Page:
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New Tech Devices To Improve Health And Hygiene In College Campuses

Jennifer Mann

New Tech Devices To Improve Health And Hygiene In College Campuses

n-campus classes are back in session, and universities and colleges across America are taking steps to create a safe and healthy environment for their students. Lately there has been a rise in the use of new-tech devices and innovations to prevent the spread of the Covid-19 virus in campuses. New technology can help schools provide students with a healthy environment and enable them to have proper hygiene. This is how technology is helping to keep US campuses safe and germ-free.

Disinfection Technology

Germs can be found everywhere on campus, from the water fountain to high-touch areas such as light switches and door knobs. Research shows that college campuses have higher levels of bacteria than other places in a city. This is why schools are starting to invest in new disinfection UVC tech devices to keep campuses clean and germ-free. Having a properly sanitized campus not only improves an institution’s reputation, but it also increases student productivity while keeping viruses at bay.

Produced by high voltage discharge in a low-pressure mercury arc lamp, UV-C light has been used in disinfection and food preservation for over 100 years. UV-C light is almost entirely absorbed by organic material, the only exception being carbon black pigments that absorb approximately half of it, making it an effective way to disinfect fabrics, books, and even wooden seats and desks. College campuses such as East Central College have been implementing best prevention practices, including UV-C technology, in adherence to CDC recommendations.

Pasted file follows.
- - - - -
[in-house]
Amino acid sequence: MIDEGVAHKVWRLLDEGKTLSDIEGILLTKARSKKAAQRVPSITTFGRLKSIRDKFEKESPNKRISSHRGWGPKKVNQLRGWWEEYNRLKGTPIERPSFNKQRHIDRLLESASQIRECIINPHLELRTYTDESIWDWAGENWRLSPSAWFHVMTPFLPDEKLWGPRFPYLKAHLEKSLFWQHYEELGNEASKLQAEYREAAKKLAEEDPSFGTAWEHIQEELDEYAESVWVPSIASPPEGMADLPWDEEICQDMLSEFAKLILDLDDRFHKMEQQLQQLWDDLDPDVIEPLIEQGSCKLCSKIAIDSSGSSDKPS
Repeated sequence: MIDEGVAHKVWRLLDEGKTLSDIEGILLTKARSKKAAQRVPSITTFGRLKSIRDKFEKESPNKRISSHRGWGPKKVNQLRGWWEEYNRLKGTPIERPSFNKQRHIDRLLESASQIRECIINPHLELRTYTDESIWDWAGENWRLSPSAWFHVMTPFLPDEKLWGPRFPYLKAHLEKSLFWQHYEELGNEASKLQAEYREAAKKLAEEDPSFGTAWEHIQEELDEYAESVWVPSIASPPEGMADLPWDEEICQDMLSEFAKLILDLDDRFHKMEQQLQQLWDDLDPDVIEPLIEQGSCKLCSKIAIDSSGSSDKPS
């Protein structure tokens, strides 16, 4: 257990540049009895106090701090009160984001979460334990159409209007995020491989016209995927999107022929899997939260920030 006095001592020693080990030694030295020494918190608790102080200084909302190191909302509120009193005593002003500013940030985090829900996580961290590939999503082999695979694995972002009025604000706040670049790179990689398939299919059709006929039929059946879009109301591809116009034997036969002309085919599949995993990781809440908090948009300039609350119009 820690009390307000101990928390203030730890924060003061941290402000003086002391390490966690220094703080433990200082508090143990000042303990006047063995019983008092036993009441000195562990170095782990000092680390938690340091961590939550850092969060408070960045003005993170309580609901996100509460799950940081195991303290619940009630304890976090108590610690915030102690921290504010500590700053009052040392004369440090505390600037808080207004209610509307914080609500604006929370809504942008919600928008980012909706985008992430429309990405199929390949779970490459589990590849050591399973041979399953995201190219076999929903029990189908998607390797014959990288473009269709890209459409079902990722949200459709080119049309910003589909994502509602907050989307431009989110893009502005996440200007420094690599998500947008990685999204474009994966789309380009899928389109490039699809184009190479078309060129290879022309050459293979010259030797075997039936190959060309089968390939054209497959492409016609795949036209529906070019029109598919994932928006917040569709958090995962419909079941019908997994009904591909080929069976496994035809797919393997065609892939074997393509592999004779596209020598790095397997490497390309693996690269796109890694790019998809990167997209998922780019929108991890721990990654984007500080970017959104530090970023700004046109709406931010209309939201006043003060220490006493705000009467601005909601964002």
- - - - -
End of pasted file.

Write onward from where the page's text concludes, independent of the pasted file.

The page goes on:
Occupancy Monitoring

Motion, temperature, and lighting sensors can all be used to monitor and record the movement of people in an enclosed space. Knowing when an area is fully occupied or not is essential for things like social distancing and preventing accidents. Tech solutions such as Safecount, Pressac, and Safespace occupancy monitoring platforms have seen rapid adoption in institutions, such as college campuses, and they’re being utilized to count people discreetly to prevent crowding and maintain social distancing.

Hydration apps

Keeping hydrated is essential to stay healthy, and it also helps to keep one focused and alert. This is why there has been an uptick in the sales of reusable water bottles, as well as a marked increase in downloads of hydration apps. Some of these apps include Hydro Coach, WaterMinder, and Aqualert, and they’re used to measure health indicators to ensure that an individual is not dehydrated. Students can get instant information on their hydration levels via an app on their smartphone, and they are reminded to drink more fluids throughout the day.

Wearables to keep track of oxygen levels

Oximeters are medical devices that are starting to take over college campuses They determine the level of oxygen in someone’s blood by sending an electric current through their bloodstream. Pulse Oximeters also allow users to observe the heart rate and blood pressure of other people. An example of massive adoption of this device is Delhi Campus. In July, the institution procured 500 pulse oximeters as part of the measures to stem the third wave of the coronavirus.

From UVC cleaning devices to occupancy monitoring and oxygen testing devices, campus colleges seem to have switched up their gears for the safety and health of the students and instructors. These innovations drive improved hygiene and empower students and administrators to stay ahead of their collective and individual health needs. In the future, experts predict more innovation and increased adoption of these and other health and wellness gadgets.

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